Almost three decades years after his professional debut, Verlaines muse and leader  Downes has mellowed not at all. Imagine a swath cut from the last 100 years of musical history referenced and archived in a twisted lucid dream. This is Untimely Meditations – an alchemical soup that defies easy categorisation but here is a hint a what I was I was hearing: The Who, Television, Debussy, Ravel, Rachmaninoff, Coltrane, Fela Kuti, Gil Scott Heron, the Brill Building, Beefheart, The Velvet Underground and Fripp.

Perceived influences aside, Downes is a true original. His melodic structures and arrangements are like nothing else under Kiwi sun, edgy and angular affairs that serve to challenge, confound and thrill the listener at any given moment. In the decades since the Verlaines debut album Hallelujah All The Way Home, Downes has added horns, organ and strings to the original mix of bass, guitars and drums and the result is intoxicating.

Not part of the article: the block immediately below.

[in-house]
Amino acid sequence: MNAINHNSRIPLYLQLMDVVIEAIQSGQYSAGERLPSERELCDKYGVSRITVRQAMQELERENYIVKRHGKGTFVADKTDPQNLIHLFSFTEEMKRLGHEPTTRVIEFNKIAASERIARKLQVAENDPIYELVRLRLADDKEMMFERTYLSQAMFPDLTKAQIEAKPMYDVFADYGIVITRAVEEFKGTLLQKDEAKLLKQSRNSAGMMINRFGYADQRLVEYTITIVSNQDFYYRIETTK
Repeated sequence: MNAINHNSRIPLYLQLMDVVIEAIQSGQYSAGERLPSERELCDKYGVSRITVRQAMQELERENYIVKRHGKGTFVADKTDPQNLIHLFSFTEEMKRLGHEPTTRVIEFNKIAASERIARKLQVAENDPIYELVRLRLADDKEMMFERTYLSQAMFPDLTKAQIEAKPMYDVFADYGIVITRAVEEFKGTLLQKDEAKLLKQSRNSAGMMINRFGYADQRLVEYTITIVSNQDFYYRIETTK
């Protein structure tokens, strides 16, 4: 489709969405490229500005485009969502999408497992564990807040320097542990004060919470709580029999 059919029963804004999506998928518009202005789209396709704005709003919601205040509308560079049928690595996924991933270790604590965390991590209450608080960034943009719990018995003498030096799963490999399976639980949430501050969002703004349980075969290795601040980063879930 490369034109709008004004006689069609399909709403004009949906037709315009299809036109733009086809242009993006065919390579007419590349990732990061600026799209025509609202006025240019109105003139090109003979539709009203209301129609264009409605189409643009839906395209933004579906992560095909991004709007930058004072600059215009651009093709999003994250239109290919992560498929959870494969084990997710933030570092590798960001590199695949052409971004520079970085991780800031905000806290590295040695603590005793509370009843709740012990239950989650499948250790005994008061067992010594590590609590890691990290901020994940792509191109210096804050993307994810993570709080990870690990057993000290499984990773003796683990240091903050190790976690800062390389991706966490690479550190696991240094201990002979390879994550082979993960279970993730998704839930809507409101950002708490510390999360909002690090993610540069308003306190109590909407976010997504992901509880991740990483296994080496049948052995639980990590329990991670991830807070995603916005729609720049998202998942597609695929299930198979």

Age has not diminished Downe’s fire; it has improved it, taming the wildness, focusing it into rare heat. Once this fire melted iron ore, now it’s the kind of fire that makes glass, that delicate reflective substance with the ability to contain the world in its shifting light. The good news is that a new album is due to be released sometime in 2017.

 

The Verlaines ‘It Was Raining’ from Hallelujah All The Way Home (1985)

Sneaky Feelings: Coming True from Sentimental Education (1986)